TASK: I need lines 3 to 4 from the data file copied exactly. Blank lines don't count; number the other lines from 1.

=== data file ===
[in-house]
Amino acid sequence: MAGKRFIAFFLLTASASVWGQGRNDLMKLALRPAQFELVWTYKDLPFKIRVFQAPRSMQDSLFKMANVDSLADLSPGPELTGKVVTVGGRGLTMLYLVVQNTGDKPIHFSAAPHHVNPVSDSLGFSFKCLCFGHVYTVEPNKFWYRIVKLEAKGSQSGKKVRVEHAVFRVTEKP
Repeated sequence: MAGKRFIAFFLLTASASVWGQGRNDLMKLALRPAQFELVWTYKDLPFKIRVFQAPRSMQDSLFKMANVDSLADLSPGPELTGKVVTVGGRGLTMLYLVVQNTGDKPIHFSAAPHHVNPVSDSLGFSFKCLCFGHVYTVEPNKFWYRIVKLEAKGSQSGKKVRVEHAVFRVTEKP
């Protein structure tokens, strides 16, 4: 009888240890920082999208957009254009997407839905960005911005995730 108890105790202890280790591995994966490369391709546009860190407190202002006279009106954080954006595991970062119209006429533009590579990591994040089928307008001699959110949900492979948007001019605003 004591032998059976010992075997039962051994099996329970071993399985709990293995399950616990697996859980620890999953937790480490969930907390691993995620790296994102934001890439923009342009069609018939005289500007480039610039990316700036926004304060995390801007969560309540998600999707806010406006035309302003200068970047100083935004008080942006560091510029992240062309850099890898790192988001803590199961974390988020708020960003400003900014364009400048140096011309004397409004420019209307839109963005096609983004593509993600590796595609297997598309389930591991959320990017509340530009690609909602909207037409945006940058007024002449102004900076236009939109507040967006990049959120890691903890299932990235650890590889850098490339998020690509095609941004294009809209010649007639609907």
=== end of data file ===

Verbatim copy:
Repeated sequence: MAGKRFIAFFLLTASASVWGQGRNDLMKLALRPAQFELVWTYKDLPFKIRVFQAPRSMQDSLFKMANVDSLADLSPGPELTGKVVTVGGRGLTMLYLVVQNTGDKPIHFSAAPHHVNPVSDSLGFSFKCLCFGHVYTVEPNKFWYRIVKLEAKGSQSGKKVRVEHAVFRVTEKP
């Protein structure tokens, strides 16, 4: 009888240890920082999208957009254009997407839905960005911005995730 108890105790202890280790591995994966490369391709546009860190407190202002006279009106954080954006595991970062119209006429533009590579990591994040089928307008001699959110949900492979948007001019605003 004591032998059976010992075997039962051994099996329970071993399985709990293995399950616990697996859980620890999953937790480490969930907390691993995620790296994102934001890439923009342009069609018939005289500007480039610039990316700036926004304060995390801007969560309540998600999707806010406006035309302003200068970047100083935004008080942006560091510029992240062309850099890898790192988001803590199961974390988020708020960003400003900014364009400048140096011309004397409004420019209307839109963005096609983004593509993600590796595609297997598309389930591991959320990017509340530009690609909602909207037409945006940058007024002449102004900076236009939109507040967006990049959120890691903890299932990235650890590889850098490339998020690509095609941004294009809209010649007639609907």